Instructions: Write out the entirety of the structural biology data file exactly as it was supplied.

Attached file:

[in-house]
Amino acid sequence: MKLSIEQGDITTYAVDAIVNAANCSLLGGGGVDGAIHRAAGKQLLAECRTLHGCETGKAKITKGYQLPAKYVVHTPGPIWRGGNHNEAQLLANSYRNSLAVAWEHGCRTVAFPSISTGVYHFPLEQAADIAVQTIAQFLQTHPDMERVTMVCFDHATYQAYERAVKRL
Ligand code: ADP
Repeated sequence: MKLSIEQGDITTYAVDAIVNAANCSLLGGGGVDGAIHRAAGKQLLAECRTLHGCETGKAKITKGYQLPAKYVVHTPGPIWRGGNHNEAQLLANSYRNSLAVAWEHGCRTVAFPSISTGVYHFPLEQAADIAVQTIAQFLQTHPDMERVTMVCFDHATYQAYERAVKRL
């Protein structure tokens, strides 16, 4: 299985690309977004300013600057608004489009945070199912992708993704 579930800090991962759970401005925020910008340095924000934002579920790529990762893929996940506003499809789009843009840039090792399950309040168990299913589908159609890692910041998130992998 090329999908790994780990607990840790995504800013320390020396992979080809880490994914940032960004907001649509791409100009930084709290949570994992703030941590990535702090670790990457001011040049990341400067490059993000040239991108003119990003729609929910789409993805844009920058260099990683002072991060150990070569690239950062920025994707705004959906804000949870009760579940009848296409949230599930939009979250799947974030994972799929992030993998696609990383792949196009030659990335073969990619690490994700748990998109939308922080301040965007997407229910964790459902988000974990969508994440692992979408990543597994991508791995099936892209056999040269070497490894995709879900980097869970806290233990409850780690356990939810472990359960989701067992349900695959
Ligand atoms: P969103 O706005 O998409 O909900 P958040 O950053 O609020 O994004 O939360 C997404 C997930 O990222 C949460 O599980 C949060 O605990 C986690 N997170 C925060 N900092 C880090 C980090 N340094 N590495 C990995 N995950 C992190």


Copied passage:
[in-house]
Amino acid sequence: MKLSIEQGDITTYAVDAIVNAANCSLLGGGGVDGAIHRAAGKQLLAECRTLHGCETGKAKITKGYQLPAKYVVHTPGPIWRGGNHNEAQLLANSYRNSLAVAWEHGCRTVAFPSISTGVYHFPLEQAADIAVQTIAQFLQTHPDMERVTMVCFDHATYQAYERAVKRL
Ligand code: ADP
Repeated sequence: MKLSIEQGDITTYAVDAIVNAANCSLLGGGGVDGAIHRAAGKQLLAECRTLHGCETGKAKITKGYQLPAKYVVHTPGPIWRGGNHNEAQLLANSYRNSLAVAWEHGCRTVAFPSISTGVYHFPLEQAADIAVQTIAQFLQTHPDMERVTMVCFDHATYQAYERAVKRL
């Protein structure tokens, strides 16, 4: 299985690309977004300013600057608004489009945070199912992708993704 579930800090991962759970401005925020910008340095924000934002579920790529990762893929996940506003499809789009843009840039090792399950309040168990299913589908159609890692910041998130992998 090329999908790994780990607990840790995504800013320390020396992979080809880490994914940032960004907001649509791409100009930084709290949570994992703030941590990535702090670790990457001011040049990341400067490059993000040239991108003119990003729609929910789409993805844009920058260099990683002072991060150990070569690239950062920025994707705004959906804000949870009760579940009848296409949230599930939009979250799947974030994972799929992030993998696609990383792949196009030659990335073969990619690490994700748990998109939308922080301040965007997407229910964790459902988000974990969508994440692992979408990543597994991508791995099936892209056999040269070497490894995709879900980097869970806290233990409850780690356990939810472990359960989701067992349900695959
Ligand atoms: P969103 O706005 O998409 O909900 P958040 O950053 O609020 O994004 O939360 C997404 C997930 O990222 C949460 O599980 C949060 O605990 C986690 N997170 C925060 N900092 C880090 C980090 N340094 N590495 C990995 N995950 C992190």